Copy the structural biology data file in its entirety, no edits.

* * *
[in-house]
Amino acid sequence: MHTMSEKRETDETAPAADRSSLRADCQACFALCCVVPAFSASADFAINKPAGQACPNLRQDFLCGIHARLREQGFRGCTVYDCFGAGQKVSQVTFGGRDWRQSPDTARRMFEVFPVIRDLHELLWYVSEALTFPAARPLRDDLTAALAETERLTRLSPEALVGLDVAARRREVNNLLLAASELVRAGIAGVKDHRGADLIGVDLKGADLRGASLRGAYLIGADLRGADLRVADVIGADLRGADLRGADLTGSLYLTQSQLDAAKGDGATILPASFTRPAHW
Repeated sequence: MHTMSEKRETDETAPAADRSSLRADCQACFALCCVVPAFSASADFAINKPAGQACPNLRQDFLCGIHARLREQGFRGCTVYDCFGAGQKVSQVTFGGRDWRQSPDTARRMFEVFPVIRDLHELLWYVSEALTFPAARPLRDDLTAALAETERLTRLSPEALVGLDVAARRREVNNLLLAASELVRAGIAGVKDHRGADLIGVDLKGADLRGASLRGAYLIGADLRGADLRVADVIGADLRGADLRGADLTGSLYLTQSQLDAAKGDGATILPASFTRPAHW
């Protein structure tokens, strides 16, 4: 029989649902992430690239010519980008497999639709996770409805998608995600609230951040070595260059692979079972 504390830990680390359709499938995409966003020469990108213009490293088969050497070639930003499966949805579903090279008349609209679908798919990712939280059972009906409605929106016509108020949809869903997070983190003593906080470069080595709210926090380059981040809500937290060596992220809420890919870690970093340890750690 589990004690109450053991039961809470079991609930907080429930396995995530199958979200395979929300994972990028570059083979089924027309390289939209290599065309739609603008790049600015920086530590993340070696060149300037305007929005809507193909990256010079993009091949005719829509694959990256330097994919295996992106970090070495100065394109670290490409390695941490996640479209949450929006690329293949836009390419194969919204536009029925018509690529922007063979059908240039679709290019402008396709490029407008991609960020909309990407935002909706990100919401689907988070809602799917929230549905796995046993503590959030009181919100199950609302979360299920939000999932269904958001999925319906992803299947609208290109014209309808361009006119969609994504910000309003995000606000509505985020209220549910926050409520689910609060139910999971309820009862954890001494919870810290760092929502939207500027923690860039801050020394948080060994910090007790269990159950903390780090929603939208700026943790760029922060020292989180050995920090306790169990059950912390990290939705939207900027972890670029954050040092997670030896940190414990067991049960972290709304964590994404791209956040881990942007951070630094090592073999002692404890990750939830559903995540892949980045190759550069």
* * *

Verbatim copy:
[in-house]
Amino acid sequence: MHTMSEKRETDETAPAADRSSLRADCQACFALCCVVPAFSASADFAINKPAGQACPNLRQDFLCGIHARLREQGFRGCTVYDCFGAGQKVSQVTFGGRDWRQSPDTARRMFEVFPVIRDLHELLWYVSEALTFPAARPLRDDLTAALAETERLTRLSPEALVGLDVAARRREVNNLLLAASELVRAGIAGVKDHRGADLIGVDLKGADLRGASLRGAYLIGADLRGADLRVADVIGADLRGADLRGADLTGSLYLTQSQLDAAKGDGATILPASFTRPAHW
Repeated sequence: MHTMSEKRETDETAPAADRSSLRADCQACFALCCVVPAFSASADFAINKPAGQACPNLRQDFLCGIHARLREQGFRGCTVYDCFGAGQKVSQVTFGGRDWRQSPDTARRMFEVFPVIRDLHELLWYVSEALTFPAARPLRDDLTAALAETERLTRLSPEALVGLDVAARRREVNNLLLAASELVRAGIAGVKDHRGADLIGVDLKGADLRGASLRGAYLIGADLRGADLRVADVIGADLRGADLRGADLTGSLYLTQSQLDAAKGDGATILPASFTRPAHW
């Protein structure tokens, strides 16, 4: 029989649902992430690239010519980008497999639709996770409805998608995600609230951040070595260059692979079972 504390830990680390359709499938995409966003020469990108213009490293088969050497070639930003499966949805579903090279008349609209679908798919990712939280059972009906409605929106016509108020949809869903997070983190003593906080470069080595709210926090380059981040809500937290060596992220809420890919870690970093340890750690 589990004690109450053991039961809470079991609930907080429930396995995530199958979200395979929300994972990028570059083979089924027309390289939209290599065309739609603008790049600015920086530590993340070696060149300037305007929005809507193909990256010079993009091949005719829509694959990256330097994919295996992106970090070495100065394109670290490409390695941490996640479209949450929006690329293949836009390419194969919204536009029925018509690529922007063979059908240039679709290019402008396709490029407008991609960020909309990407935002909706990100919401689907988070809602799917929230549905796995046993503590959030009181919100199950609302979360299920939000999932269904958001999925319906992803299947609208290109014209309808361009006119969609994504910000309003995000606000509505985020209220549910926050409520689910609060139910999971309820009862954890001494919870810290760092929502939207500027923690860039801050020394948080060994910090007790269990159950903390780090929603939208700026943790760029922060020292989180050995920090306790169990059950912390990290939705939207900027972890670029954050040092997670030896940190414990067991049960972290709304964590994404791209956040881990942007951070630094090592073999002692404890990750939830559903995540892949980045190759550069």